Abraham Lincoln once said, “And in the end, it’s not the years in your life that count. It’s the life in your years.” As a year comes to an end, and another starts, it’s time to take stock of the year gone by, and a time to figure out what we want in another that has just started.
For sports fans, it’s always about how many trophies their teams win, rather than how many matches they play. One bronze medal in Asian Games, added to a fifth place finish in South Asian Games is not what Nepali fans dream of. They want more, especially when Afghanistan, the latest entrant to SAG is breathing down our neck.
So what would a sports fan wish for, in the coming year? Brighter medal tallies, more efficient sport management and teams that would scare the opposition? 11 items from the wishlist of a sport fan for 2011:

The Inconvenient Truth

It’s official now. The honourable Sports Minister is going to lead our contingent at the Asian Games. He will be the chef de mission as we’re being represented by our players at the biggest stage in Asia. That, effectively, has killed the speculation and a lot of claims and counter claims over who’s to head our contingent as top athletes from all over Asia parade in the Chinese city of Guangzhou.
You would breathe a sigh of relief at such a piece news, or maybe throw your hands in despair, depending upon how you view the participation. But, if you were an athlete, you’d just nod, and say, “Well, what difference does it make?” Given the nonchalance of our sport officials towards the players in previous visits, the lines speak volumes.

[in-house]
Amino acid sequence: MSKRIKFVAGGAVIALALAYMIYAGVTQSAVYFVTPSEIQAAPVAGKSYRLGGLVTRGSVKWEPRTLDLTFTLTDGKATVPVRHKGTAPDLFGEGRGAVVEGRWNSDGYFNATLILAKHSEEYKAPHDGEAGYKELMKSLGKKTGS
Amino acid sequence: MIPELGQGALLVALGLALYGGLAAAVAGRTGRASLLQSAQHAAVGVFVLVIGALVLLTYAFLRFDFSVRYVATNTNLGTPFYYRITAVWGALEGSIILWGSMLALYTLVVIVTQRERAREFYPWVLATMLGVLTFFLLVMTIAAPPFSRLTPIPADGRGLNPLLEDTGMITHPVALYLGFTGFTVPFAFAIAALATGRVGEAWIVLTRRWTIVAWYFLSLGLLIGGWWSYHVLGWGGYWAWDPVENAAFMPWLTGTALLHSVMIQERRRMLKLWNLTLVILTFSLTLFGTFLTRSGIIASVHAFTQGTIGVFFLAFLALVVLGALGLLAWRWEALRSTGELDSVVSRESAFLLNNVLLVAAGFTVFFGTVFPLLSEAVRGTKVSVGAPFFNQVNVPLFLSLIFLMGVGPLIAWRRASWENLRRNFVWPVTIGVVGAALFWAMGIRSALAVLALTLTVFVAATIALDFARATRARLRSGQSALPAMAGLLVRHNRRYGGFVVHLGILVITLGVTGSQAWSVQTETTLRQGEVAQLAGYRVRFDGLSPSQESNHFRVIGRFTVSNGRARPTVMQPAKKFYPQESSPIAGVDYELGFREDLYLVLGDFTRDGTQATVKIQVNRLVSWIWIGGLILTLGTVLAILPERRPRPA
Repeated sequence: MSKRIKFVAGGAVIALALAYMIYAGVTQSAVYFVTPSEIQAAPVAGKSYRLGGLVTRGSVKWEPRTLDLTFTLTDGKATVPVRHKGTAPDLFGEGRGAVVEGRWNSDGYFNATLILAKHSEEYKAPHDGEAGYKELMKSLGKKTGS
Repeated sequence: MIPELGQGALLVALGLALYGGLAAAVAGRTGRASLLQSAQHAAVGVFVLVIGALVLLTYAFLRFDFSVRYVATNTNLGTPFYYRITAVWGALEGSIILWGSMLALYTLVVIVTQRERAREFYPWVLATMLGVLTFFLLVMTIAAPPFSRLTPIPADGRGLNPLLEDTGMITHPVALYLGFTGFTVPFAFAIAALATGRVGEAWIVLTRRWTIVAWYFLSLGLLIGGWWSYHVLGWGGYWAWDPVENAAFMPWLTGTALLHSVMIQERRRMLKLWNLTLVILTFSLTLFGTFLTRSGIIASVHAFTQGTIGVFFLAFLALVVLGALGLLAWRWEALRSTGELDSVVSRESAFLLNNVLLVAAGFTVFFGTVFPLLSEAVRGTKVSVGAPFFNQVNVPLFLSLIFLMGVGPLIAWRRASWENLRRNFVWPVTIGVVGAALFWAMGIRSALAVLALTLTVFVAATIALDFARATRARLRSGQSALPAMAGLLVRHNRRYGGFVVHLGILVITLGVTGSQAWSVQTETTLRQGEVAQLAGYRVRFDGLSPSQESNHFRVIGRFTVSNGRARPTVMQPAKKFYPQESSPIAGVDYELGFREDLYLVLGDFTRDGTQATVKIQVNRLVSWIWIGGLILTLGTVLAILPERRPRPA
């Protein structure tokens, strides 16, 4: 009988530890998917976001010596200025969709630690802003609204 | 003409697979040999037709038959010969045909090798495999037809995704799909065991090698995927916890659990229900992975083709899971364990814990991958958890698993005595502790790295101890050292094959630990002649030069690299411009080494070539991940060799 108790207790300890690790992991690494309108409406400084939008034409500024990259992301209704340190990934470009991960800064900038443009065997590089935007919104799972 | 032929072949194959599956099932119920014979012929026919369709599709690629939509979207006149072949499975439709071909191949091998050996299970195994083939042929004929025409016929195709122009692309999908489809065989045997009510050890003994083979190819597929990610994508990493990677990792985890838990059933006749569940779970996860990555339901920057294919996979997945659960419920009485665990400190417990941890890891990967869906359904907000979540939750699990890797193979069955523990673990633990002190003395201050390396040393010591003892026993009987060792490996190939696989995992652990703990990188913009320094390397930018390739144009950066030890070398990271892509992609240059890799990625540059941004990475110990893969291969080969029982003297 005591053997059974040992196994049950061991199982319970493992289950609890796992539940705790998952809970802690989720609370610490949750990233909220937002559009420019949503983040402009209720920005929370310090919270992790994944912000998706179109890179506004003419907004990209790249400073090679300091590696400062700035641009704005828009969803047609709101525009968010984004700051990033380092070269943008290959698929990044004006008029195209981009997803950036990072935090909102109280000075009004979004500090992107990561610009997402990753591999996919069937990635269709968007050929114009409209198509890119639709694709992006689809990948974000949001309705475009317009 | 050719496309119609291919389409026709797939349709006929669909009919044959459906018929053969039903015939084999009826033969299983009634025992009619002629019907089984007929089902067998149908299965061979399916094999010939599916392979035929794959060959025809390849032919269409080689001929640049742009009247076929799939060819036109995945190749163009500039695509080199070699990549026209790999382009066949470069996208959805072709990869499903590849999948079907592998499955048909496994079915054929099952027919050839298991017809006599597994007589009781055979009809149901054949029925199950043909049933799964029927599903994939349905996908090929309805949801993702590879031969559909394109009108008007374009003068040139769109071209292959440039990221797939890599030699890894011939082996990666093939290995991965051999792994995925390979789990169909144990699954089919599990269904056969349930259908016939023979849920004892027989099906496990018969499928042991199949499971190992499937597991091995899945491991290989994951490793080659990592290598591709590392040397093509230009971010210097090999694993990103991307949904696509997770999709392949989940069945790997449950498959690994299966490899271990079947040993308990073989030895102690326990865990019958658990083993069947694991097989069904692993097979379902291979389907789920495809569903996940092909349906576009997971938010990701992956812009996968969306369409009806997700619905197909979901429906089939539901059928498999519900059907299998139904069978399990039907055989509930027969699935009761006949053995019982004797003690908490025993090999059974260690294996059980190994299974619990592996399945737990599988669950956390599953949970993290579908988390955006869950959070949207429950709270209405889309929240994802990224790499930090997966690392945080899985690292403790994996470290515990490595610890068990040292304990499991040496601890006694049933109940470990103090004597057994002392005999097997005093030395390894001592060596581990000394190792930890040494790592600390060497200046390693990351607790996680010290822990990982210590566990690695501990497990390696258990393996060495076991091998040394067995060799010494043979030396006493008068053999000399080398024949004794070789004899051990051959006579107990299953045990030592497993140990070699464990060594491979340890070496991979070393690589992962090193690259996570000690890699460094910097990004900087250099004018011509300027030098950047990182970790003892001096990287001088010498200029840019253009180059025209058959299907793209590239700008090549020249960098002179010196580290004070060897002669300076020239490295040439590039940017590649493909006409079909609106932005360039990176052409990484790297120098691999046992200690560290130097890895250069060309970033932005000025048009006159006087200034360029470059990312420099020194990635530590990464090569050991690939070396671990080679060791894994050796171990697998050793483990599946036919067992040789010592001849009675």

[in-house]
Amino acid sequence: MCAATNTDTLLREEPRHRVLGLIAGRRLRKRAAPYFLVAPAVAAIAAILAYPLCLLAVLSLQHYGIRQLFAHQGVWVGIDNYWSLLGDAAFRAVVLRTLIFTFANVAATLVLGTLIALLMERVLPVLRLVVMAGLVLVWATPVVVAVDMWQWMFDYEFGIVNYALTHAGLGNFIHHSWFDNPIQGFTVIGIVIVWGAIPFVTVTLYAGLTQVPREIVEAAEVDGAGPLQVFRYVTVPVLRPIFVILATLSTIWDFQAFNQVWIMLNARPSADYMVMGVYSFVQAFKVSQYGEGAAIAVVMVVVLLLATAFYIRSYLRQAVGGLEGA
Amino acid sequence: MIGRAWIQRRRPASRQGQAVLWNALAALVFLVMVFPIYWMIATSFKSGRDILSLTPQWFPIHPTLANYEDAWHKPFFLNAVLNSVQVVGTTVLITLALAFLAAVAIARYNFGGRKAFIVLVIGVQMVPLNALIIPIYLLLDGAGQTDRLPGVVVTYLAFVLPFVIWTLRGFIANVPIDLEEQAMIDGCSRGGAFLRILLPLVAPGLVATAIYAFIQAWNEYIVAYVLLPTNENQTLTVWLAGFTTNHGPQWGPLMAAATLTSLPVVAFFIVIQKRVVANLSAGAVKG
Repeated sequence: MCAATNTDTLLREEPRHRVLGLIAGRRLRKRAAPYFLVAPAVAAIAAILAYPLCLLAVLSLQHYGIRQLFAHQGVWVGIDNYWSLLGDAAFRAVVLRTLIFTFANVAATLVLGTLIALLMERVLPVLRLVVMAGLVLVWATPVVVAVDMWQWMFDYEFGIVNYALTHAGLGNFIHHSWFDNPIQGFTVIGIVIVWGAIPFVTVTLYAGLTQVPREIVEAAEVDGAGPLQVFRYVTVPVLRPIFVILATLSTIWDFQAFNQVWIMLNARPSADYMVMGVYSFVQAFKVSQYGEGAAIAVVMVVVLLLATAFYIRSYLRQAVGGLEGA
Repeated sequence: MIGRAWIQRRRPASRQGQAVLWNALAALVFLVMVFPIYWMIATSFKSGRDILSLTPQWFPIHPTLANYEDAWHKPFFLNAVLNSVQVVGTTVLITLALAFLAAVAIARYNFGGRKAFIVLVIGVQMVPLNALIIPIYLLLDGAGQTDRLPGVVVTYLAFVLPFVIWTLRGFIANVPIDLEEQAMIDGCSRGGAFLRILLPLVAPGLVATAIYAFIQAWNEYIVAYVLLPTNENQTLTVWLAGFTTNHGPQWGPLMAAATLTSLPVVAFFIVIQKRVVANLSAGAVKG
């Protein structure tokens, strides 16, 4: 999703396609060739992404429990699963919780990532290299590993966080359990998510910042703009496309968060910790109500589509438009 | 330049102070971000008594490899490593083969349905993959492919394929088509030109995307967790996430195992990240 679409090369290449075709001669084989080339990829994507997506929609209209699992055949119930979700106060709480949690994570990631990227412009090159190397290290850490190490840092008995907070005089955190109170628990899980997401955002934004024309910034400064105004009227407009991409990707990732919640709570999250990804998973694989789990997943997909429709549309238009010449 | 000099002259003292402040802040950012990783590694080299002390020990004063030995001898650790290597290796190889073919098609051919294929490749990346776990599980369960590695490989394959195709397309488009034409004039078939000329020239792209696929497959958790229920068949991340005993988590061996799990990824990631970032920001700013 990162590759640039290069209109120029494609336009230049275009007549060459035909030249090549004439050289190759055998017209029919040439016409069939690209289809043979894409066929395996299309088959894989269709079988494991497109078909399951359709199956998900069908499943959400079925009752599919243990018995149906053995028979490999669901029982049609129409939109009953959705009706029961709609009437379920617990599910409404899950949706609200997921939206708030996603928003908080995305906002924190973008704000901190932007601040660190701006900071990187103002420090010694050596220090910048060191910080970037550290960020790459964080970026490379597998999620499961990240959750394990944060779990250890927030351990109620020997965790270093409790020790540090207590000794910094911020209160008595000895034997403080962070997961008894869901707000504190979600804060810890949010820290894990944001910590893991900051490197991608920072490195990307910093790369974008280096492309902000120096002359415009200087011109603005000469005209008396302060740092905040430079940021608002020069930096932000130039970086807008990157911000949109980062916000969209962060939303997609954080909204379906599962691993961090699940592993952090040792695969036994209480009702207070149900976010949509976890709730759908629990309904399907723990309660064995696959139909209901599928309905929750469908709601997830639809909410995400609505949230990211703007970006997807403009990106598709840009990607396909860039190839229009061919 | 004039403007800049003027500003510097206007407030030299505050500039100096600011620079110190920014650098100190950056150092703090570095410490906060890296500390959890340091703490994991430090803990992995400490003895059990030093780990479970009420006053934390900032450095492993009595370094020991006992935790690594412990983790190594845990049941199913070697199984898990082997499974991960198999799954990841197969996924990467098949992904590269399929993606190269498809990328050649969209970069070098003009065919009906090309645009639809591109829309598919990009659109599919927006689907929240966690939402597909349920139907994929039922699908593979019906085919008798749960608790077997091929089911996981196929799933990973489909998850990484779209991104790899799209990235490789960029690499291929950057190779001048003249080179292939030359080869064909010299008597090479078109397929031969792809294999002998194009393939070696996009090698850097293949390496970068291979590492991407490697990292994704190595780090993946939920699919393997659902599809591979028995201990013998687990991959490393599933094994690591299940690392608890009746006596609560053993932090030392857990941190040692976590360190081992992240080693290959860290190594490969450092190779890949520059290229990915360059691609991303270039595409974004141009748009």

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Thank you Mr. President!

Sportspeople must be a happy lot this week. For once, they were an agenda at the President’s table. Even if it was for one day, they were made the VIPs at the Presidential Palace.
Awards are what the sportsmen live for, more so, in a country like ours. When the livelihood through sports is not forthcoming, the awards, medals and the cups help them to get over the difficult days.
And when President Ram Baran Yadav met them and patted their backs for receiving the Pulsar Sports Award 2066, their heart must have taken one more leap. The first ever President of the country told them that he was ‘touched’ by the players´ feat of waving the national flag at the international level.
For that, Thank you Mr. President. For you have ‘touched’ many hearts, of the thousands who want to fill up every arena, just with the thoughts that their heroes are taking to the field. The recognition of their heroes means a lot to them.

Buddha’s birth, ain’t he ours!!!

Believe it or not, yours truly, is, finally, coming out of hibernation. While some of you may feel that yours truly is considering being exported (after all, we are a nation of hibernation), the fact remains that the only alternative left for yours truly is being ‘im-ported’.